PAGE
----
ReactTestUtils.Simulate.click(ref.current);
});
javascript

In the test, we create a ref so that we can pass it to the rendered Button and later to the Simulate.click call.

The onClick prop gets the value of a handleClick event handler function. That function calls done(), which is the callback to the it function`.

Note that passing this callback makes the test async, meaning it will not complete until the callback is called. If it is never called, the test will time out, failing.Conversely, if it is called, it will indicate that the click was simulated on the button and the handler is called.And with the above code, it is!

Simulate a Change Event

Let's try another kind of browser event simulation.This time we'll simulate a change event.This kind of event is useful on something like a text input field, where we want to know when the input value changes and what the current value actually is.

We'll create a TextInput.js component:

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import React from "react";

export default React.forwardRef(function TextInput(props, ref) {
  return <input {...props} ref={ref} />;
});
javascript

Note that it's very simple, merely fronting an input element and passing a ref and all {...props} into it.

The test is very similar to the last time around as well:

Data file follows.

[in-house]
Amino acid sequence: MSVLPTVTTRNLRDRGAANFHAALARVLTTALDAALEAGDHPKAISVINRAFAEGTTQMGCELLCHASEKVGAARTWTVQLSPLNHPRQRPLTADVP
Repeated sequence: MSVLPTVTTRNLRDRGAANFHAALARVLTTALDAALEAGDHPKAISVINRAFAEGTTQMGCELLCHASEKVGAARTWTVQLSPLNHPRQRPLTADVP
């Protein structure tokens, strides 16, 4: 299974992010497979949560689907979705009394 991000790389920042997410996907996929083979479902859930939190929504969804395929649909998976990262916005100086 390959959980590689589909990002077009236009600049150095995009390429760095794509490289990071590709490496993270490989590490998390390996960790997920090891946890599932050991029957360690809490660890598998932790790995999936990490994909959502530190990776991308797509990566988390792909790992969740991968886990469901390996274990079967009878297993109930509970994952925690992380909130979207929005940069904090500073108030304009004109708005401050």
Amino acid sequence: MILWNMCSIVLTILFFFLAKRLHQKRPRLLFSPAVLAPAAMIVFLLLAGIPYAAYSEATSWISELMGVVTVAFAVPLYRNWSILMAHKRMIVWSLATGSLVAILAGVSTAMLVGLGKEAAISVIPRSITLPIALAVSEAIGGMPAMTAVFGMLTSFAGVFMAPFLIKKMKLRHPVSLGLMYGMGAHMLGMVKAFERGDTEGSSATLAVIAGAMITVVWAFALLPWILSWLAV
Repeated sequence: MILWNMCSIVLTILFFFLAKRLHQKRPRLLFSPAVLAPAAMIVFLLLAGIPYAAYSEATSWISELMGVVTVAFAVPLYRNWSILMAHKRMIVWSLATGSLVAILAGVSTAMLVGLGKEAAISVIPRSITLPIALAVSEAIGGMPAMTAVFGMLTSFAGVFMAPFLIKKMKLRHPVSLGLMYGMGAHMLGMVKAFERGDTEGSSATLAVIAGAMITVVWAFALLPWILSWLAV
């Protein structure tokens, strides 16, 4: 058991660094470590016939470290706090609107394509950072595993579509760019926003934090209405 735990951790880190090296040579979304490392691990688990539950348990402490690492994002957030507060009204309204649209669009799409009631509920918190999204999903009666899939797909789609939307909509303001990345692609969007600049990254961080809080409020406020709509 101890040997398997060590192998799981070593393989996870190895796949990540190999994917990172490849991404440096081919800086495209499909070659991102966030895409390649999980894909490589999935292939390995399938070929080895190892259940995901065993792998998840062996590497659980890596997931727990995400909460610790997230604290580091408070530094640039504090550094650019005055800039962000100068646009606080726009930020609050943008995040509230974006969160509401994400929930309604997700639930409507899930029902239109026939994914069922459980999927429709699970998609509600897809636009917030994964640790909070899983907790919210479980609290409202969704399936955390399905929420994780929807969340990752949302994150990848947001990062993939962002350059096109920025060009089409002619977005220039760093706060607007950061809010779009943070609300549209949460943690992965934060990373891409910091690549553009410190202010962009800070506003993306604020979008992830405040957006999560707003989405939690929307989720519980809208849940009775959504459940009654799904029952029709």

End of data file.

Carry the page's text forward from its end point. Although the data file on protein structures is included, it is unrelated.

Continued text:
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it("captures changes", done => {
  const ref = React.createRef();
  function handleChange(evt) {
    expect(evt.target.value).toEqual("whamo");
    done();
  }
  ReactDOM.render(<TextInput onChange={handleChange} ref={ref} />, div);
  ReactTestUtils.Simulate.change(ref.current, { target: { value: "whamo" } });
});
javascript

Note that now we're calling the ReactTestUtils.Simulate.change method, and we're passing a second parameter. This parameter, an object, represents the Event object. For instance, it includes the target property, usually indicating the element that the Event was dispatched from. Here we're simply stubbbing a value.

Then, in our handleChange handler, we can assert the value of the event target to come through as "whamo" (always a great input value).

One of Many Methods

We've now simulated two different browser events. We should be able to handle the other events we might need to in a similar fashion.

The way we've just explored to simulate and test browser events is the simplest of the options. It required no other libraries - it just uses official libraries from the React team. And it wasn't bad. We were able to complete our task without much of a hassle. Ok, ensuring refs is a little bit of a hassle.

There are many other libraries and methods for being able to simulate browser events. One of my favorites worth checking out is the React Testing Library, which gives some convenient APIs for accessing the DOM and encourages black-box approaches in our tests. To try out this library, see the related guide Simulate Browser Events in React with React Testing Library.

Experiment and try a few approaches, then choose one appropriate to your tastes and project.

To run the tests in the above examples on your own machine, check out this demo-react-simulate-test project.